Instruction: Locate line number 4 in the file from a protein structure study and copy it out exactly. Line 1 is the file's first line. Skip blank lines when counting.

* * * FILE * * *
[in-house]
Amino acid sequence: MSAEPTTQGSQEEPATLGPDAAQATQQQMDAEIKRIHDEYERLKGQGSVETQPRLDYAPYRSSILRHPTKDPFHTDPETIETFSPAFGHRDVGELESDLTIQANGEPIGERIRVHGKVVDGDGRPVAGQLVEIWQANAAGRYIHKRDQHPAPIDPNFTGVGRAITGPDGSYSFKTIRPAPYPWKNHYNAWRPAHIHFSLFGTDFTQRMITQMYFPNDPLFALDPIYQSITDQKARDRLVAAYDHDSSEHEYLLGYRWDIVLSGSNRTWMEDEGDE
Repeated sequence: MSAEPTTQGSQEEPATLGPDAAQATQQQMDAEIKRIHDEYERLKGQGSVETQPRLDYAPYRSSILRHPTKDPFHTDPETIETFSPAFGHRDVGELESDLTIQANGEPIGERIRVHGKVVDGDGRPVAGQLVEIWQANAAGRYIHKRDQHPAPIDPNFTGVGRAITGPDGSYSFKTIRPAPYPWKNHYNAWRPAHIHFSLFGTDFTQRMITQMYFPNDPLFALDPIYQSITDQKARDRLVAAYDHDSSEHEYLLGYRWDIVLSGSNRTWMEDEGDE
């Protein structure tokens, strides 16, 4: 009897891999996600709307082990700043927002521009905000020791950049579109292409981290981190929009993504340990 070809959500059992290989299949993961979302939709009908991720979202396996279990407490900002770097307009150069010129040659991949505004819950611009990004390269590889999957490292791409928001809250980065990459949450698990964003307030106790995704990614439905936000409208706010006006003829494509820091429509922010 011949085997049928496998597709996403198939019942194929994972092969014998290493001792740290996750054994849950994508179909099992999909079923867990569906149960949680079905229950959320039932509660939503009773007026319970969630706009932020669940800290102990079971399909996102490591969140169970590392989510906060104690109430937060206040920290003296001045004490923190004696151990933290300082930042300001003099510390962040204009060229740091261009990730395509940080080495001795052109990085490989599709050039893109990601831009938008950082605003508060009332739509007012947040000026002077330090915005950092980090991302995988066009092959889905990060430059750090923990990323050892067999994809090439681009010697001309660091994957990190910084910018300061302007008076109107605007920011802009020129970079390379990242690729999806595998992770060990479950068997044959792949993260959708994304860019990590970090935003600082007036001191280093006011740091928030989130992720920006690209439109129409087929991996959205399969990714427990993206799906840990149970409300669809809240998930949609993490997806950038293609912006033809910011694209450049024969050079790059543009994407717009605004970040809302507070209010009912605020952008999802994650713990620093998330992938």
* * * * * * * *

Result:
């Protein structure tokens, strides 16, 4: 009897891999996600709307082990700043927002521009905000020791950049579109292409981290981190929009993504340990 070809959500059992290989299949993961979302939709009908991720979202396996279990407490900002770097307009150069010129040659991949505004819950611009990004390269590889999957490292791409928001809250980065990459949450698990964003307030106790995704990614439905936000409208706010006006003829494509820091429509922010 011949085997049928496998597709996403198939019942194929994972092969014998290493001792740290996750054994849950994508179909099992999909079923867990569906149960949680079905229950959320039932509660939503009773007026319970969630706009932020669940800290102990079971399909996102490591969140169970590392989510906060104690109430937060206040920290003296001045004490923190004696151990933290300082930042300001003099510390962040204009060229740091261009990730395509940080080495001795052109990085490989599709050039893109990601831009938008950082605003508060009332739509007012947040000026002077330090915005950092980090991302995988066009092959889905990060430059750090923990990323050892067999994809090439681009010697001309660091994957990190910084910018300061302007008076109107605007920011802009020129970079390379990242690729999806595998992770060990479950068997044959792949993260959708994304860019990590970090935003600082007036001191280093006011740091928030989130992720920006690209439109129409087929991996959205399969990714427990993206799906840990149970409300669809809240998930949609993490997806950038293609912006033809910011694209450049024969050079790059543009994407717009605004970040809302507070209010009912605020952008999802994650713990620093998330992938």